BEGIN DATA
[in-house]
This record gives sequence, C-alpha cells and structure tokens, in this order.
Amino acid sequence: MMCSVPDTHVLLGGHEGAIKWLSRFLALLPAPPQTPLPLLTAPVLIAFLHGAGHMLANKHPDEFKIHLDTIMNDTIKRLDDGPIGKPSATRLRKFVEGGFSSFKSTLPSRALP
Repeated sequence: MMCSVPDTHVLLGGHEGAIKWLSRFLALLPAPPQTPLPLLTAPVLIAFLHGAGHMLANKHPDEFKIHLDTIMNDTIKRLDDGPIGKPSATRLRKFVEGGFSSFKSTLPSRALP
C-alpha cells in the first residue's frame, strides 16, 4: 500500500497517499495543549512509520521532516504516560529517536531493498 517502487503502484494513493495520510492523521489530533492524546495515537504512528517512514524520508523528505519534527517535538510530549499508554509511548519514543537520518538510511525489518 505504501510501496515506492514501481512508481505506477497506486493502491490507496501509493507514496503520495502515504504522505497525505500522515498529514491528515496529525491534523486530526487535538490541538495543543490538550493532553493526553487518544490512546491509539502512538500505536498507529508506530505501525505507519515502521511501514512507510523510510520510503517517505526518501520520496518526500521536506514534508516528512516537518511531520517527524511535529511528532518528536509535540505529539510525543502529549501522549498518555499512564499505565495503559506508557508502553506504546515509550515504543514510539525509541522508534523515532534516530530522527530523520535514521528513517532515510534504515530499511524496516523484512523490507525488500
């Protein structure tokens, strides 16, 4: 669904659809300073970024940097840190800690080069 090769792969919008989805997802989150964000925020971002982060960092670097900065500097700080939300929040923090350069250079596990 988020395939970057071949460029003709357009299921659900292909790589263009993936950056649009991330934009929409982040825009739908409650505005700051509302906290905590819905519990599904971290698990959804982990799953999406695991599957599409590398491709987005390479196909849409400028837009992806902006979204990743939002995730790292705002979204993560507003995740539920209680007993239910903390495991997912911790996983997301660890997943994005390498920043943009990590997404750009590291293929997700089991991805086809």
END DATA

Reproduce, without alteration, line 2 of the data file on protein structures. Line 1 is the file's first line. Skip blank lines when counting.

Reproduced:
This record gives sequence, C-alpha cells and structure tokens, in this order.